Help with Translamination Build - Pics inside

Hey guys,

Just looking for some input/criticism on this project before I send these drawings out for cutting. I have a company that is going to cut these pieces out for me on a CNC Router out of Baltic Birch and ship them out to me, so I want to make sure I am not missing anything before I pull the trigger.

First off, one of my main concerns are the holes I’ve incorporated for glue up. I am intending on using 3/8” threaded rod during the glue up process and am going to drop each piece through the rod and use nuts and washers to crank the pieces together. I have never done a project like this before and am not 100% sure if there any problems that may arise from this that I have not thought of yet. So far my only concern is whether or not I should leave the threaded rod in place permanently or remove it. I am a little afraid of it causing problems acoustically down the road.

Secondly I am not sure if there are any limitations to the CNC that these drawings may interfere with. For instance, I was told by the shop that they will likely use a 3/8” bit for the CNC to do the cutting, so I therefore changed the threaded rod holes to 3/8” to hopefully save a bit of time and money and make things as seamless as possible.


Take a look and let me know what you guys think of the project overall. I am very excited to get started on it. It has come a very long way over the past year or so.
 

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i am no big fan of translam but there is lots of experience here (& the problems experienced). I do expect you need to make the walls about twice as thick as if you used the material in the orientation is was designed to be used in. And putting a brace in a slice does little good. You need to drop a brace in that is perpendicualr to the slices and will actually brace every slice.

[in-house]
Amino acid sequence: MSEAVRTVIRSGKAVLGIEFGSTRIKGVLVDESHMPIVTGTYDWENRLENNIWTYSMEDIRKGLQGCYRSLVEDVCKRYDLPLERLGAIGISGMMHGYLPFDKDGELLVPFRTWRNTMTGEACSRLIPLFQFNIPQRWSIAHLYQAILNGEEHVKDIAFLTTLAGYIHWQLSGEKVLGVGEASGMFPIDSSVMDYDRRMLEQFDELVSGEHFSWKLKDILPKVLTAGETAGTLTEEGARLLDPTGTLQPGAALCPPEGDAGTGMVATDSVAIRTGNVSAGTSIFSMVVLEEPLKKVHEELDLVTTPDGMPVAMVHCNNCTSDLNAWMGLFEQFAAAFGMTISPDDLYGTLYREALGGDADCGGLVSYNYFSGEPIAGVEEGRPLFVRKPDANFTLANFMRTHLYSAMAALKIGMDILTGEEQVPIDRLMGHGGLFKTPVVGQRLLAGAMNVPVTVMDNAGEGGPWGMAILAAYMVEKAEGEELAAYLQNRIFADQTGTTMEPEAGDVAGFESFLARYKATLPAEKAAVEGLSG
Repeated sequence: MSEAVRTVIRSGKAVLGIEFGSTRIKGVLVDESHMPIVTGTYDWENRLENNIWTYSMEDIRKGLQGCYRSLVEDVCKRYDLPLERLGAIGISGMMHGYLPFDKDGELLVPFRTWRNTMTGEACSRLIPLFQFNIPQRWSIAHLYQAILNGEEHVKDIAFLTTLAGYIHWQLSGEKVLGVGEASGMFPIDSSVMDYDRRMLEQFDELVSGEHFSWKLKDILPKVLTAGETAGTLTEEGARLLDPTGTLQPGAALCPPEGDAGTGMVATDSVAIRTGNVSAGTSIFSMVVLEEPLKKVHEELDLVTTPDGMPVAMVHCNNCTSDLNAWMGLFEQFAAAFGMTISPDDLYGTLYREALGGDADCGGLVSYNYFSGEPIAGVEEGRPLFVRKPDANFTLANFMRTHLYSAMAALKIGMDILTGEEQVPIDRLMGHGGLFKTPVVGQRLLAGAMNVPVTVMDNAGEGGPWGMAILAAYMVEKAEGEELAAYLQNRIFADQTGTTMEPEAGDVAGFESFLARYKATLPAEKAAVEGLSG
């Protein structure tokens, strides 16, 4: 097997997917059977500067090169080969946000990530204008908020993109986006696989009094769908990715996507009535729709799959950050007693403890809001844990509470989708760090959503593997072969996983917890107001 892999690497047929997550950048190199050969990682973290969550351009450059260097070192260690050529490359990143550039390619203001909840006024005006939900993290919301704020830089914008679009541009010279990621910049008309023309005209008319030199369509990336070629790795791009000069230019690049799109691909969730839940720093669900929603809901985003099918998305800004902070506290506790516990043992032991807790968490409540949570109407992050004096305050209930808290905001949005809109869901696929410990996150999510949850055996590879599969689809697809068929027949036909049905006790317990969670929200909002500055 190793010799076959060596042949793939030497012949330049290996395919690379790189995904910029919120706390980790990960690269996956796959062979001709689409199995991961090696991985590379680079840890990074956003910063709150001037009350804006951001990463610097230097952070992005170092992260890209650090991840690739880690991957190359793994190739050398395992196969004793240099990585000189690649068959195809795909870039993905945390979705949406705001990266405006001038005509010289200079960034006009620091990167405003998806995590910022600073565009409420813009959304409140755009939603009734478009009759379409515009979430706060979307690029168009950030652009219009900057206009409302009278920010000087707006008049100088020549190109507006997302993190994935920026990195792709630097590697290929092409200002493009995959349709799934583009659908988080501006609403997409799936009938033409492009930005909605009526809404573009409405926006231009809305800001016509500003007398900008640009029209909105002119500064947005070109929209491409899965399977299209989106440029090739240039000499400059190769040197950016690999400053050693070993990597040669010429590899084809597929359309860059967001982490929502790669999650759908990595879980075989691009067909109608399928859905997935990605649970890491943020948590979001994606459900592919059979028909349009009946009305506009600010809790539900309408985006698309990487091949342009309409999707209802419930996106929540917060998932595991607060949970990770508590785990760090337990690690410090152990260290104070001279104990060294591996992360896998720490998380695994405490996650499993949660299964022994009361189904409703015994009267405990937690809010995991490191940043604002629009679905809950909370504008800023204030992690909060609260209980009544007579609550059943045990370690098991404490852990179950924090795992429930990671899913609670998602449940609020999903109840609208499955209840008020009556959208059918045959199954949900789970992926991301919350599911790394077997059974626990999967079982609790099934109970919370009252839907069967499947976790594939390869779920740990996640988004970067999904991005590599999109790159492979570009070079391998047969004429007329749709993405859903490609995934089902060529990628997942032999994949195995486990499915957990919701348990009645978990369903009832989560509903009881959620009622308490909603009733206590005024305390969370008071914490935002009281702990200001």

dave
 
Thanks Dave,

The side walls are 3/4" which is the same thickness as the material. A since I am using it horizontally with the grain instead of on the flat AND it is curved I thought it would three times as strong/stable as using 3/4" baltic on the flat. The front wall is also 3/4", but is getting a solid piece of 3/4" Walnut over the top.

I don't see what you mean about the bracing. Because the brace slices will be glued top and bottom to their neighbor braces they should do the job, no? What do you mean about 'dropping' a piece in?
 
I’d suggest that you will have to double that thickness. The way plywood is constructed it works better when used in the orientation designed for. As soon as you rotate the material and use it as in a translam, you throw away many of plywoods assets.

But since you are doing translam you should also consider adding a “textured" interanl surface, often done with the intent of reducing standing waves, rarely does the texture have sufficient depth to make any difference, but it will make the potential resonances of the box more spreadout with each potential resonance much harder to excite.

Glue only is not sufficient for the brace to do its work (the braces become much less effective, , and further, breaks the guideline that the aspect ratio of each subpanel should be higher than the panel’s before the brace.

The brace should be a separate piece that runs perpendicular to the slices and braces ALL the slices together. As well as doing a much better job as a brace, it also will stabalize all the slices and, in addition to the downs/threaded rod keep the slices all lined up. The extra effort in doing the brace (really immaterial given the labout of assembling a big translam) is probably balanced by the reduction in sanding the finished boxes.